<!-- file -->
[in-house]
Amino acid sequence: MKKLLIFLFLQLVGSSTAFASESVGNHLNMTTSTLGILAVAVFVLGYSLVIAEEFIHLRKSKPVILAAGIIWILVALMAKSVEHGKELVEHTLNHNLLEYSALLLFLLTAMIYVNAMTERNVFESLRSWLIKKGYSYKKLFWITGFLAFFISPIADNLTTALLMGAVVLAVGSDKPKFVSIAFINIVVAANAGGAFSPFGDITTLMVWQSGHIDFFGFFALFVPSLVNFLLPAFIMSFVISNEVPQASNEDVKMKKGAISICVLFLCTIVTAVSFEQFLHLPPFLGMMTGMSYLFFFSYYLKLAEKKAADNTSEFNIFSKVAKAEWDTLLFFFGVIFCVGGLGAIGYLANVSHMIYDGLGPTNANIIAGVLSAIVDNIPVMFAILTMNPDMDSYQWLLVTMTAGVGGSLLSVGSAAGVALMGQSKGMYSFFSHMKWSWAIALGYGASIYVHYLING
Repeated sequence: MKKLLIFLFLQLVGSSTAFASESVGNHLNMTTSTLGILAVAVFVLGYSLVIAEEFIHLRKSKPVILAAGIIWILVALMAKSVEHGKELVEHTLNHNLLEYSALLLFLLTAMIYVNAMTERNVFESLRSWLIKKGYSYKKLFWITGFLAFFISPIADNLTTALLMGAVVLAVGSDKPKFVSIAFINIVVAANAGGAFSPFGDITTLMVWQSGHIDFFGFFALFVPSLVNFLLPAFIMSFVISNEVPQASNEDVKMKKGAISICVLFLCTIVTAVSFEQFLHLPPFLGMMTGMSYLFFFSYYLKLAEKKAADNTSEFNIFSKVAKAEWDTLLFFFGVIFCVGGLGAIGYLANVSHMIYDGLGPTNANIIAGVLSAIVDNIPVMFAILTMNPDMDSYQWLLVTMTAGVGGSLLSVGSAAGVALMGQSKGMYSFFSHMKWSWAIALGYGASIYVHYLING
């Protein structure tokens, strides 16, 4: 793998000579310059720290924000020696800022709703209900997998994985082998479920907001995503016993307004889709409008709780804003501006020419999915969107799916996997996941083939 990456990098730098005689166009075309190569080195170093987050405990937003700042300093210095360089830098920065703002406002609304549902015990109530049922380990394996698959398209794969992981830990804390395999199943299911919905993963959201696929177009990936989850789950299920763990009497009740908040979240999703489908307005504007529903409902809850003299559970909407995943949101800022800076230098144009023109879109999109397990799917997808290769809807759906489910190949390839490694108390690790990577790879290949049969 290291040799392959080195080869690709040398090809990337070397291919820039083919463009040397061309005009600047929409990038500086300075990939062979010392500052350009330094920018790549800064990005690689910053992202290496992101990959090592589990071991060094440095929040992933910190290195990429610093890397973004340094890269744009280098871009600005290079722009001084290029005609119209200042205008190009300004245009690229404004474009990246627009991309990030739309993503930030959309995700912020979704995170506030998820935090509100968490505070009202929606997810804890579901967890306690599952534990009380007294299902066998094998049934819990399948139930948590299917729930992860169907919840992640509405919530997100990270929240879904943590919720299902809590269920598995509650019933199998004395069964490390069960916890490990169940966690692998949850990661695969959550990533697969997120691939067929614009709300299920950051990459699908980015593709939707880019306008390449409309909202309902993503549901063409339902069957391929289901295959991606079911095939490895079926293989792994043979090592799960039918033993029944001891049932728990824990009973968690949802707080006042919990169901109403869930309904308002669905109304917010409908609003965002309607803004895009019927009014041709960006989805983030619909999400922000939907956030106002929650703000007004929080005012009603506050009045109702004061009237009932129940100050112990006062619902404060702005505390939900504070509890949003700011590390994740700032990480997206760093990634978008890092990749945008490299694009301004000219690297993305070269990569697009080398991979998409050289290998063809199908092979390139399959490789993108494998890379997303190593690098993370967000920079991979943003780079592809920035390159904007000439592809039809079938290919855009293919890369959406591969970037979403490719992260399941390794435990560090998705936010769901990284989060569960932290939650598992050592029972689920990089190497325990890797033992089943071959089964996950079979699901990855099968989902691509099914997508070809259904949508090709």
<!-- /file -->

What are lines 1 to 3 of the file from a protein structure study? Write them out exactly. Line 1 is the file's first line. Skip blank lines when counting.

[in-house]
Amino acid sequence: MKKLLIFLFLQLVGSSTAFASESVGNHLNMTTSTLGILAVAVFVLGYSLVIAEEFIHLRKSKPVILAAGIIWILVALMAKSVEHGKELVEHTLNHNLLEYSALLLFLLTAMIYVNAMTERNVFESLRSWLIKKGYSYKKLFWITGFLAFFISPIADNLTTALLMGAVVLAVGSDKPKFVSIAFINIVVAANAGGAFSPFGDITTLMVWQSGHIDFFGFFALFVPSLVNFLLPAFIMSFVISNEVPQASNEDVKMKKGAISICVLFLCTIVTAVSFEQFLHLPPFLGMMTGMSYLFFFSYYLKLAEKKAADNTSEFNIFSKVAKAEWDTLLFFFGVIFCVGGLGAIGYLANVSHMIYDGLGPTNANIIAGVLSAIVDNIPVMFAILTMNPDMDSYQWLLVTMTAGVGGSLLSVGSAAGVALMGQSKGMYSFFSHMKWSWAIALGYGASIYVHYLING
Repeated sequence: MKKLLIFLFLQLVGSSTAFASESVGNHLNMTTSTLGILAVAVFVLGYSLVIAEEFIHLRKSKPVILAAGIIWILVALMAKSVEHGKELVEHTLNHNLLEYSALLLFLLTAMIYVNAMTERNVFESLRSWLIKKGYSYKKLFWITGFLAFFISPIADNLTTALLMGAVVLAVGSDKPKFVSIAFINIVVAANAGGAFSPFGDITTLMVWQSGHIDFFGFFALFVPSLVNFLLPAFIMSFVISNEVPQASNEDVKMKKGAISICVLFLCTIVTAVSFEQFLHLPPFLGMMTGMSYLFFFSYYLKLAEKKAADNTSEFNIFSKVAKAEWDTLLFFFGVIFCVGGLGAIGYLANVSHMIYDGLGPTNANIIAGVLSAIVDNIPVMFAILTMNPDMDSYQWLLVTMTAGVGGSLLSVGSAAGVALMGQSKGMYSFFSHMKWSWAIALGYGASIYVHYLING